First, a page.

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When more than 1,000 hearts stop nationwide on an average day, what separates those that start again from the others that don’t?

Locally, medical officials say the difference lies in a complete overhaul of heart emergency procedures in the past three years. A rethinking of what first responders should do when a patient’s heart stops has helped bring the county’s survival rate for cardiac arrest calls to 20.5 percent — 31 out of 151 patients in 2012 and 2013, and more than twice the national figure, according to Napa County Emergency Medical Services.

“We’re kind of unique,” Jesse Allured, county emergency medical services specialist, said last week. “It’s an aggressive way of thinking but, I think, extremely successful.”

Cardiac arrest — when the heart stops contracting and blood stops circulating through the body — strikes about 424,000 Americans a year, according to the nonprofit Sudden Cardiac Arrest Foundation. (The condition is distinct from a heart attack, or myocardial infarction, in which a blockage of blood flow to the heart damages or kills cardiac muscle — though cardiac arrest frequently occurs during a heart attack.)

Despite an abundance of ambulance, fire and other first-responder agencies, just one in 10 U.S. patients in 2012 lived long enough to be discharged from the hospital, according to a report by CARES, a registry of cardiac cases jointly compiled by Emory University and the Centers for Disease Control and Prevention.

Improving on that sobering statistic became the first priority for Jim Pointer, who became the medical director of Napa County EMS in 2011 after holding the same position in Alameda County.

The protocol Pointer began teaching local emergency responders, he said Friday, boils down to one basic goal — compressing the patient’s chest rapidly, without delay and without ceasing for even a moment.

This compression-first approach is a break from the so-called A-B-C system long practiced by emergency responders, in which a rescuer opens a patient’s airway, feels and listens for signs of breathing, then attempts to restart circulation through chest compression. The change stems from a policy the American Heart Association launched in 2008, endorsing “hands-only” CPR as easier and equally as effective as the traditional method.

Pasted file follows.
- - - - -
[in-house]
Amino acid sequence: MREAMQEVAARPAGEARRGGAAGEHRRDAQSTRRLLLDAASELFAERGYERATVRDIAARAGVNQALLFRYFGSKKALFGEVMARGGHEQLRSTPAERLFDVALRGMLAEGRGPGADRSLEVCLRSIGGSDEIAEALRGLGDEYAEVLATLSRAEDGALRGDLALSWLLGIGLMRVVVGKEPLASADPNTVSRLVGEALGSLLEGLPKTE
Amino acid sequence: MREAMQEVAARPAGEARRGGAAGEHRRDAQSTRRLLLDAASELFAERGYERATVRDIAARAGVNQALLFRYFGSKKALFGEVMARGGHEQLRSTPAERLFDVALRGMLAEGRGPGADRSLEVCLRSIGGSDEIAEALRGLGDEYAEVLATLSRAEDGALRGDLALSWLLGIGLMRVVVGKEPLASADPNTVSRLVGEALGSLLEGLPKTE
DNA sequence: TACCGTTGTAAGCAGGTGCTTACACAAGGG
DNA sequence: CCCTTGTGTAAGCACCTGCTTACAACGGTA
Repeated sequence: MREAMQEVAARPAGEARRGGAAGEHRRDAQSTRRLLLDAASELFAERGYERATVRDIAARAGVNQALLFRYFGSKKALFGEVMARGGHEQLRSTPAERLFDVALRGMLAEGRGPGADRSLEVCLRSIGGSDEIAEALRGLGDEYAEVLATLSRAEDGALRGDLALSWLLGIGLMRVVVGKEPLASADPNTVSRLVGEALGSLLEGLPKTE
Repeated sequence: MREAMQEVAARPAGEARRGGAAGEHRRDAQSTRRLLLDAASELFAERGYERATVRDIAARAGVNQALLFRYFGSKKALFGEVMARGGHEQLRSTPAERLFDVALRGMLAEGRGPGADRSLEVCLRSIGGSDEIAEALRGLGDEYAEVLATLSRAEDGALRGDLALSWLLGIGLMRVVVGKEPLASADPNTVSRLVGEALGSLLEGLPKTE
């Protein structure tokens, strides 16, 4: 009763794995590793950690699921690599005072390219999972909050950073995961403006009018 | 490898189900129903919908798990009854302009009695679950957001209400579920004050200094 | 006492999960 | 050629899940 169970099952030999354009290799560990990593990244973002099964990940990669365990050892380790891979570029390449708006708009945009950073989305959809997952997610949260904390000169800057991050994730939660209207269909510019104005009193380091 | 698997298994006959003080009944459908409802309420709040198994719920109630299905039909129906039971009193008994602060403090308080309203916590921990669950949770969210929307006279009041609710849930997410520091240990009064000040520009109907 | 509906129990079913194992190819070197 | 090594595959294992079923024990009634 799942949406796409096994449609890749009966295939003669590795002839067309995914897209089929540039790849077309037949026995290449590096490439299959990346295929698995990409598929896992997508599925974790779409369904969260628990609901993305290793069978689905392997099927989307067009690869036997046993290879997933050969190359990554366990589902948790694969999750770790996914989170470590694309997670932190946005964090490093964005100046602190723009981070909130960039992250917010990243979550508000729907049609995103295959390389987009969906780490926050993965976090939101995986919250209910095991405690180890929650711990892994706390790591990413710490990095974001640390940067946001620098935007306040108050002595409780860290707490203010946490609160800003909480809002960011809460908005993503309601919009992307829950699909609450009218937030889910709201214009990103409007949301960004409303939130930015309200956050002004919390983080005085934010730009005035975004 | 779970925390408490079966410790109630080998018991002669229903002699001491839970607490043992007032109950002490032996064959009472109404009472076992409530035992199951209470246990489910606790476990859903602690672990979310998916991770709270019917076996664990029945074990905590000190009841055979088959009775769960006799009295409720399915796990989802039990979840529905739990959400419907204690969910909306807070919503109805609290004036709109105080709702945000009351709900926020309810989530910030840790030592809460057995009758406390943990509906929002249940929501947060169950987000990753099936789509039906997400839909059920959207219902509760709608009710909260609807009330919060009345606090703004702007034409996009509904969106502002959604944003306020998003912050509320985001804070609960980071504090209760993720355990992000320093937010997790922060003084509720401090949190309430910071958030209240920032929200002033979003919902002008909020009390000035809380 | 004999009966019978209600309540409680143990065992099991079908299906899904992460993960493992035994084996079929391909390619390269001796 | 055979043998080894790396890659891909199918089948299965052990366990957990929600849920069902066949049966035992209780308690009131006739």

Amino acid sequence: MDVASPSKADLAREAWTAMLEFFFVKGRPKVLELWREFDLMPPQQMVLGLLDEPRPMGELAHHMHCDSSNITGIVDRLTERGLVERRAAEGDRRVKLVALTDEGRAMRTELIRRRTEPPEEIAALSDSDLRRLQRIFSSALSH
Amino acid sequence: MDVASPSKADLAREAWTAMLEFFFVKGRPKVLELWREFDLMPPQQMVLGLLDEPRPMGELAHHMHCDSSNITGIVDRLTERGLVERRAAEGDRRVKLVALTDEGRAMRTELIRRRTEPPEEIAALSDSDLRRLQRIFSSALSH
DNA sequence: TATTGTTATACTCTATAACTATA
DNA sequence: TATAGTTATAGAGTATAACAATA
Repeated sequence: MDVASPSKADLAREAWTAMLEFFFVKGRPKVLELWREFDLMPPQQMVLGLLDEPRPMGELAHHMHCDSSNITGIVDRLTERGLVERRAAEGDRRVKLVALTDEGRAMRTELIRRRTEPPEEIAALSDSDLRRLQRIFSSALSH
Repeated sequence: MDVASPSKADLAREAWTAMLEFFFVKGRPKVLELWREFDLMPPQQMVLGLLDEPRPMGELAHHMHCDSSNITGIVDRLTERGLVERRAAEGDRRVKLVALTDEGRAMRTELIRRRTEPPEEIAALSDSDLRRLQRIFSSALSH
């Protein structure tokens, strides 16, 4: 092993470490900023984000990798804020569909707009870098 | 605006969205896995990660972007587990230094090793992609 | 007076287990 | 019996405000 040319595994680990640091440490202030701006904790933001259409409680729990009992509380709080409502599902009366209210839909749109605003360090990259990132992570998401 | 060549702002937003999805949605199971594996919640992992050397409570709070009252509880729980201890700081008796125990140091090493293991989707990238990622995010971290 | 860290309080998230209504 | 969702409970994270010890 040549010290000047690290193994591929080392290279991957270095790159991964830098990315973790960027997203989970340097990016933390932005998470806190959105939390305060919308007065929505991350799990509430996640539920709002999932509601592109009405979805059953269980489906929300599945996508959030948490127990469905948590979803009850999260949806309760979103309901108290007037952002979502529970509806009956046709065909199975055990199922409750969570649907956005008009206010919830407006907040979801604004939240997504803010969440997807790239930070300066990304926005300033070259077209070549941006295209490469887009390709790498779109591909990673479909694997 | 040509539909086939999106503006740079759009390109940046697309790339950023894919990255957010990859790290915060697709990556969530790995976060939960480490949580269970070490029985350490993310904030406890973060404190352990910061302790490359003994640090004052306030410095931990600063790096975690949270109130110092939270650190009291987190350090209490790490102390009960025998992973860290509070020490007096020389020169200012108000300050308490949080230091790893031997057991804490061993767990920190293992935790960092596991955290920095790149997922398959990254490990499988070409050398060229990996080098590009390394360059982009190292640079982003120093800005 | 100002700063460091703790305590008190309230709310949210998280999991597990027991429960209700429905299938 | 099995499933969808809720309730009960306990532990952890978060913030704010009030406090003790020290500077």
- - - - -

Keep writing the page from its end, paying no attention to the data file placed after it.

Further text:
“Laymen were doing this but it wasted time, so now we just go straight to the C,” said Allured. “Now it’s C-A-B: circulation, airway and then breathing, in that order, which puts the emphasis on compression. ... If you compress the chest, you can buy that person minutes.”

Paramedics, emergency medical technicians and others now are instructed to perform about 110 chest compressions per minute, and are given electronic metronomes to prevent their pace from slowing. A racing-style pit crew system divides tasks, leaving two workers to do nothing but pump a patient’s chest uninterrupted while others take care of keeping the airway open, using the defibrillator or injecting medications.

Even transporting a patient to the hospital takes a back seat to compression and restoring a pulse — a task far more difficult in a moving ambulance than at the scene, according to Allured.

“Wherever someone collapses, that’s where we work on resuscitation,” he said. “If he’s in the middle of a gym, if he’s at church, we do not just pick him up and put him in the ambulance, because that’s the number one way to kill your patient.”

“This was a little hard to sell at first; some people tend to think hospitals have machines that the paramedics don’t have,” said Pointer. “But this is not true (for cardiac arrests); there is almost nothing a hospital can do that can’t be done by paramedics.”

While Napa County’s survival rate is among the highest reported by a U.S. community, the lack of universal cardiac arrest tracking prevents a fuller profile across the country or state, according to Pointer, who said no more than half of California counties keep tabs on heart-stoppage outcomes.

“I think all communities should publicize what they do for their EMS patients,” he said. “It’s not standardized; you have to call every individual agency. I think the public deserves to know how their public agencies are doing.”

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